The following was submitted by the me & thee coffeehouse:
On Friday, March 1, the me&thee presents a co-bill featuring Tracy Grammer [pictured left] and Cliff Eberhardt. Tracy Grammer is a nationally-touring multi-instrumentalist and singer who has accompanied and opened for Joan Baez and recorded with Mary Chapin Carpenter and is most widely known for her work the late Dave Carter. With several albums that have topped the FOLKDJ-L airplay charts and two intimate EPs that have won critical raves, she has proven herself "one of the finest musicians in folkdom". Cliff Eberhardt is one of the most talented musicians on the solo acoustic circuit full of well-crafted songs and rich, emotional vocals. He is one of the most original songsmiths currently on tour, a highly intelligent and articulate artist whose penetrating and profound lyrics are sometimes overshadowed by his extraordinary guitar playing. Doors open at 7:30 PM for this 8:00 PM show at the me&thee coffeehouse which is located at the Unitarian Universalist Church of Marblehead at 28 Mugford Street.
A favorite on the folk circuit, Tracy Grammer is primarily known as a sensitive and creative song interpreter with warm vocals and stage presence, pristine fingerstyle guitar, and an unshakable dedication to promoting the legacy of her late partner, songwriter Dave Carter. Tracy Grammer saw Dave Carter perform three songs at a songwriter's showcase shortly after she moved to Portland, Oregon in 1996. "Here were stories that could stand alone as poetry, sung with compassion, intelligence, and a hint of Texas twang,” Grammer says. “I knew instantly that I was in the presence of greatness; I knew I had received my calling in life.” They met on their way out the door and by late 1997 had entered into a mutual "marriage in music." Their unique strengths and diverse backgrounds came together in powerful synergy. Carter conjured mystical, romantic, true fictions while Grammer complemented his expert guitar, banjo, and voice with beautifully intoned violin, mandolin and emotionally potent vocals. The duo signed to Massachusetts-based label Signature Sounds in 2000 and released two chart-topping albums of what they called “postmodern, mythic American folk music.” Then, on the morning of Friday, July 19, 2002 in a room at the duo’s favorite hotel in Hadley, Massachusetts, Carter returned from a run complaining of chest pains. Soon thereafter, he died in Grammer's arms from a massive heart attack, just three weeks shy of his 50th birthday. Grammer continues to perform Carter’s songs and has produced three solo and two duo albums since Carter’s death, including the critically acclaimed tribute CD Flower of Avalon with John Jennings as co-producer and Mary Chapin Carpenter contributing backing vocals and liner notes. In 2012 Red House Records released Little Blue Egg, an album of previously-unreleased Dave & Tracy recordings.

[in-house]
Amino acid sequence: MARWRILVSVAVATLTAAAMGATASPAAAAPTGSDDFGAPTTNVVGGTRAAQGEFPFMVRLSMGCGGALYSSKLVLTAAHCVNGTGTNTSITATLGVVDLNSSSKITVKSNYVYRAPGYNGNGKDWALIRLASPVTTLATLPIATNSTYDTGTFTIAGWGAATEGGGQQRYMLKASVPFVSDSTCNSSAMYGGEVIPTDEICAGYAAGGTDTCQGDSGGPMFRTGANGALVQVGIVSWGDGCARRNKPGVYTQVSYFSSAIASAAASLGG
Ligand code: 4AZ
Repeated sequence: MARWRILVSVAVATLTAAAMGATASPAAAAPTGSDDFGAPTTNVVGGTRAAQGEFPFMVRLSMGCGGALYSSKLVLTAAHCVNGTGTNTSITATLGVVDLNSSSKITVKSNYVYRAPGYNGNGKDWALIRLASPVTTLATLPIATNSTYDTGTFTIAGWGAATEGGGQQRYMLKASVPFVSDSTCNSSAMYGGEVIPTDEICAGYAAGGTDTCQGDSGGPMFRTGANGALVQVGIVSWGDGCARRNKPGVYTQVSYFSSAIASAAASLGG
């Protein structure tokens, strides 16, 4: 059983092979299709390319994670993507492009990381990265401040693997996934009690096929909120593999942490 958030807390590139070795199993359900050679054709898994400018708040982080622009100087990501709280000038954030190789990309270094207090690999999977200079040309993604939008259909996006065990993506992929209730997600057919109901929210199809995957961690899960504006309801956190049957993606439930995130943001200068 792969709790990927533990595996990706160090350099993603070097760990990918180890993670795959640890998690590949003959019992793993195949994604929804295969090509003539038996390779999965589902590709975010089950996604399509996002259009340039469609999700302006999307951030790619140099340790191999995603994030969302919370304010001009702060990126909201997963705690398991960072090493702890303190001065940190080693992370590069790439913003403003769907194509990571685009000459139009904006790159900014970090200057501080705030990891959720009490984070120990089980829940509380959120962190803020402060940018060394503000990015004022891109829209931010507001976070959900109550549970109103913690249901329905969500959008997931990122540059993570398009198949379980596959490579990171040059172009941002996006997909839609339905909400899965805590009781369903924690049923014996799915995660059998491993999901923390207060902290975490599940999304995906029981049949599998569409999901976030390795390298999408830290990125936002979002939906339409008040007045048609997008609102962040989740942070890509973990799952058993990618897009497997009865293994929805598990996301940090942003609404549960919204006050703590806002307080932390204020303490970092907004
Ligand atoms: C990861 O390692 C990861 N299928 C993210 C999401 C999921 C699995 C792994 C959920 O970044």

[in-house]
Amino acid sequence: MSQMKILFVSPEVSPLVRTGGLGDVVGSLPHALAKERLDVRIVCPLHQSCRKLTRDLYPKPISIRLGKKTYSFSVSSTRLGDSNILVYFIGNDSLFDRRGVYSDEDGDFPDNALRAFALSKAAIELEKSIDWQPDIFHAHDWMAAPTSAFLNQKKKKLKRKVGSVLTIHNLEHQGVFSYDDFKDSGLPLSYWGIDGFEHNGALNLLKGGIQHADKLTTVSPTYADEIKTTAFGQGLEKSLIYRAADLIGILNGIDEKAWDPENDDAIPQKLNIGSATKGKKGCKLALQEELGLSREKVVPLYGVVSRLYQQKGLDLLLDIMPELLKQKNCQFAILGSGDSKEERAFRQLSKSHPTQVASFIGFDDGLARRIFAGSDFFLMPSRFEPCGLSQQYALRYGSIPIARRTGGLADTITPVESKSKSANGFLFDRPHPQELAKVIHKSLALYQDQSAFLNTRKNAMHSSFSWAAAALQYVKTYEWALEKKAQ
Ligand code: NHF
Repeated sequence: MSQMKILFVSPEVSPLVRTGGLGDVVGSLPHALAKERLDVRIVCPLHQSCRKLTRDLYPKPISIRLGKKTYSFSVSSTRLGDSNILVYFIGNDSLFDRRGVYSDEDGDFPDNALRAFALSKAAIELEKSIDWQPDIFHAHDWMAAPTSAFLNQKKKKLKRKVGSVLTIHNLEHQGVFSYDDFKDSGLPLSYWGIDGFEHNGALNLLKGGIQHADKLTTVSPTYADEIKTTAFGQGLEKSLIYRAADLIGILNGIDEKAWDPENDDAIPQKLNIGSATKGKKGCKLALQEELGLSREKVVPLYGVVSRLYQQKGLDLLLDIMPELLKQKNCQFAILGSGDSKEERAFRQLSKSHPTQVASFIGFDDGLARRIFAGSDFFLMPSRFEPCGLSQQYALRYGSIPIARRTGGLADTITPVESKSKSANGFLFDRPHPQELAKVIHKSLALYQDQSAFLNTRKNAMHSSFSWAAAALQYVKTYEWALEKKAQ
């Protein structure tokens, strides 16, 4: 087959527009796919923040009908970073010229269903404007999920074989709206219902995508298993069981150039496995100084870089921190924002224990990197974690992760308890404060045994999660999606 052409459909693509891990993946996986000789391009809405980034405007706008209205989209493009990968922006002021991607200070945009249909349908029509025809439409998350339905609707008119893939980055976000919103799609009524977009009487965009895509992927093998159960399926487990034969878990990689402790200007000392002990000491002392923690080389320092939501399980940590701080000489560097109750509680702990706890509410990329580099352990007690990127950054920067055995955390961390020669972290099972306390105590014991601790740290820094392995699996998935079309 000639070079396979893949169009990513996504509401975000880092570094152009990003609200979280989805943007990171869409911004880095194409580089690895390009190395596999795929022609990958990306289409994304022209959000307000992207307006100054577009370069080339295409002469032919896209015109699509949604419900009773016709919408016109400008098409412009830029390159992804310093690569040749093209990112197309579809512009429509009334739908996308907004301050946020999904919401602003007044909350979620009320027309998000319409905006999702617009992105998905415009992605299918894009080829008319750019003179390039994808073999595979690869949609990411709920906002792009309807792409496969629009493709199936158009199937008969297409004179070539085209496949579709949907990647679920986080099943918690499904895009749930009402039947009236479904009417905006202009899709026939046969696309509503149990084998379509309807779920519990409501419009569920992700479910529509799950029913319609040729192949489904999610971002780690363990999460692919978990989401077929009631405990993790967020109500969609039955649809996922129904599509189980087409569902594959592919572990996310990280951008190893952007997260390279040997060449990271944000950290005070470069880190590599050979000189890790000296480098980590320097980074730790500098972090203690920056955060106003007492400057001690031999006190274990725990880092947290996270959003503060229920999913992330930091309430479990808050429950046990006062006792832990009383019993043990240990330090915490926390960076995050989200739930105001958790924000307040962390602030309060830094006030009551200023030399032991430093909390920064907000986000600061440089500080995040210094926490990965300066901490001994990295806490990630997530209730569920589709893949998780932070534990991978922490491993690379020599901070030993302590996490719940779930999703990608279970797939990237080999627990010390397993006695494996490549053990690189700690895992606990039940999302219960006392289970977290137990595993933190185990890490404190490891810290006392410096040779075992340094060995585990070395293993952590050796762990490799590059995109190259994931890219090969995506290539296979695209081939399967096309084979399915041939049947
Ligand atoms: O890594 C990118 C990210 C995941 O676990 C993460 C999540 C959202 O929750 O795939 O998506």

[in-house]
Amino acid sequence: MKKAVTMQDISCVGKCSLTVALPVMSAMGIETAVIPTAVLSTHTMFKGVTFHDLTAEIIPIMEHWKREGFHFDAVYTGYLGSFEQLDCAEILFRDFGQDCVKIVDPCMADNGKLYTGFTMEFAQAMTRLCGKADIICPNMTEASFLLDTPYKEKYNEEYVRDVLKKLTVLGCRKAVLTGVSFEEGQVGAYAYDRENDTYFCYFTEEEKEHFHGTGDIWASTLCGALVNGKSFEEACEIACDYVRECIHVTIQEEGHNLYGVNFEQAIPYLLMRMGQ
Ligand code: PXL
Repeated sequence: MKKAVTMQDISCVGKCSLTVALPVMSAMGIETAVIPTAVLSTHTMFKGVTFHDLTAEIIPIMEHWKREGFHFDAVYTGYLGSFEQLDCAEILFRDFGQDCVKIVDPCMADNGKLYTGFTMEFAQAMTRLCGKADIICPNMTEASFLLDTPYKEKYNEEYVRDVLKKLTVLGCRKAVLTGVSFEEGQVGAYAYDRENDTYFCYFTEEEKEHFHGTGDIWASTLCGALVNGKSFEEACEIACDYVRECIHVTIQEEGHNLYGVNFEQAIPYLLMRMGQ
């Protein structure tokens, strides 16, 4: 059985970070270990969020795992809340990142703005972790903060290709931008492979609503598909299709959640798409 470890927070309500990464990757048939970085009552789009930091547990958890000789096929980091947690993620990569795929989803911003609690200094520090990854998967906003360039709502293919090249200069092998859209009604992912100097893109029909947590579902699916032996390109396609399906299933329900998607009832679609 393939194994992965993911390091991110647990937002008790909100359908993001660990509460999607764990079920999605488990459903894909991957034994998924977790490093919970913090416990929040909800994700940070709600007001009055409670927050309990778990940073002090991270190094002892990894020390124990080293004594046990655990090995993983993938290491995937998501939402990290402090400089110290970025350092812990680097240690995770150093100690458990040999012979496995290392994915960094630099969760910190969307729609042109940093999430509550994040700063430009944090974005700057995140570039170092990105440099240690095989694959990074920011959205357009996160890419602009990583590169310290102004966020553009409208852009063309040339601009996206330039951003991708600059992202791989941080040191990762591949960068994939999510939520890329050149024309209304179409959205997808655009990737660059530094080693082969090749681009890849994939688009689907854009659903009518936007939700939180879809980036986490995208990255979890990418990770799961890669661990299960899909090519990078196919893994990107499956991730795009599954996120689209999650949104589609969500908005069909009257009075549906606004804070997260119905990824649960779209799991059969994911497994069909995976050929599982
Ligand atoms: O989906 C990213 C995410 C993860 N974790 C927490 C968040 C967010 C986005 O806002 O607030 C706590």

Red House recording artist Cliff Eberhardt knew by age seven that he was going to be a singer and songwriter. As a child Cliff taught himself to play guitar, piano, bass and drums. In his teens Eberhardt was fortunate enough to live close to the Main Point (one of the best folk clubs on the East Coast), he cut his teeth listening to the likes of James Taylor, Joni Mitchell, Bruce Springsteen, Howlin' Wolf, Muddy Waters, Bonnie Raitt, and Mississippi John Hurt - receiving an early and impressive tutorial in acoustic music. At the same time, he was also listening to great pop songwriters like Cole Porter, the Gershwins, and Rodgers and Hart, which explain his penchant for great melodies and clever lyrical twists. A driving force of the Greenwich Village New Folk movement and well known among his peers, Cliff’s songs have been covered by the likes of Richie Havens, Buffy St. Marie, Erasure, Lucy Kaplansky and the folk superstar band "Cry, Cry, Cry" (Dar Williams, Richard Shindell, Lucy Kaplansky). Most recently Cliff composed original music for, and performed in, the Folger Shakespeare Library’s Folger Theatre production of The Taming of the Shrew, in Washington, D.C. The show, which was set in the American frontier of the 1800s, was directed by Helen Hayes award winner Aaron Posner, and the reviews were outstanding. The show’s director cites Cliff among his inspirations for the show: "So we have this unique Shrew, influenced and inspired by Deadwood. Of course, it is influenced and inspired by many other things as well, most particularly the amazing music of singer/songwriter Cliff Eberhardt, who is composing original music and performing in a role we call The Blind Balladeer.”
Tickets for the performance by Tracy Grammer and Cliff Eberhardt are $20 in advance and $23 at the door. Tickets are available online at www.meanthee.org and can be purchased in person in Marblehead at either the Spirit of ’76 Bookstore or the Arnould Gallery As at all me & thee coffeehouse events, refreshments are available, including homemade pastries, coffee, and teas. The me & thee has a handicapped-accessible entrance and an accessible bathroom, is a smoke-free environment, and is easily reached by MBTA bus. The me & thee is the oldest continually running acoustic coffeehouse in New England, and probably the country. The me & thee has been and will always be a volunteer, non-profit organization sponsored by the Unitarian Universalist Church of Marblehead. For information and directions, call 781-631-8987 or check the website www.meandthee.org.
Next concert: March 8, 2013 – Chick with Dip perform the Joni Mitchell’s Blue Tribute
CALENDAR/PSA: Friday, March1, 2013 Tracy Grammer and Cliff Eberthardt at the me and thee. Tickets are $20 in advance and $23 at the door. The coffeehouse is located at the Unitarian Universalist Church at 28 Mugford Street, Marblehead and starts at 8 p.m. Call 781-631-8987 or go to www.meandthee.org or information and directions.